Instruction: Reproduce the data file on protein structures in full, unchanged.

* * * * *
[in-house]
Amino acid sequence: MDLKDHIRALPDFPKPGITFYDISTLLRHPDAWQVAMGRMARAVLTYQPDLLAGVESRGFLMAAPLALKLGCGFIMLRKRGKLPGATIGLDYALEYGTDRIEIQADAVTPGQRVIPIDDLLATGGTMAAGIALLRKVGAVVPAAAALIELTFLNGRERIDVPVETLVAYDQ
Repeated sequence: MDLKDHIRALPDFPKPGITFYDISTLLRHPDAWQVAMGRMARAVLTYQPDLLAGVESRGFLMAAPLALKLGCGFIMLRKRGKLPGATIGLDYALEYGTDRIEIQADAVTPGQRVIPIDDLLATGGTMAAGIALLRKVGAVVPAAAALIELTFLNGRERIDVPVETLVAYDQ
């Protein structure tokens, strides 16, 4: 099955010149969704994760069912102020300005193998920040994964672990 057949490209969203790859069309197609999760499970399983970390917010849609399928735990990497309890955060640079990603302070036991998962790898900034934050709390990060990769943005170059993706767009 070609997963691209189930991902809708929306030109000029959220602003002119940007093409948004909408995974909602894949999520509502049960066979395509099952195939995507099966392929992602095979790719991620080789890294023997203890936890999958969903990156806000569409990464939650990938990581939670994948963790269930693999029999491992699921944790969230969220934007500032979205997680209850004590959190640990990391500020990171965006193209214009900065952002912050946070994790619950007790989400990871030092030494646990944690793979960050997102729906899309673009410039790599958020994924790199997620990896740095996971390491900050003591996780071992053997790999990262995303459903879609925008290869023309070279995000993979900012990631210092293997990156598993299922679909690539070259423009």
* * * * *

[in-house]
Amino acid sequence: MDLKDHIRALPDFPKPGITFYDISTLLRHPDAWQVAMGRMARAVLTYQPDLLAGVESRGFLMAAPLALKLGCGFIMLRKRGKLPGATIGLDYALEYGTDRIEIQADAVTPGQRVIPIDDLLATGGTMAAGIALLRKVGAVVPAAAALIELTFLNGRERIDVPVETLVAYDQ
Repeated sequence: MDLKDHIRALPDFPKPGITFYDISTLLRHPDAWQVAMGRMARAVLTYQPDLLAGVESRGFLMAAPLALKLGCGFIMLRKRGKLPGATIGLDYALEYGTDRIEIQADAVTPGQRVIPIDDLLATGGTMAAGIALLRKVGAVVPAAAALIELTFLNGRERIDVPVETLVAYDQ
């Protein structure tokens, strides 16, 4: 099955010149969704994760069912102020300005193998920040994964672990 057949490209969203790859069309197609999760499970399983970390917010849609399928735990990497309890955060640079990603302070036991998962790898900034934050709390990060990769943005170059993706767009 070609997963691209189930991902809708929306030109000029959220602003002119940007093409948004909408995974909602894949999520509502049960066979395509099952195939995507099966392929992602095979790719991620080789890294023997203890936890999958969903990156806000569409990464939650990938990581939670994948963790269930693999029999491992699921944790969230969220934007500032979205997680209850004590959190640990990391500020990171965006193209214009900065952002912050946070994790619950007790989400990871030092030494646990944690793979960050997102729906899309673009410039790599958020994924790199997620990896740095996971390491900050003591996780071992053997790999990262995303459903879609925008290869023309070279995000993979900012990631210092293997990156598993299922679909690539070259423009």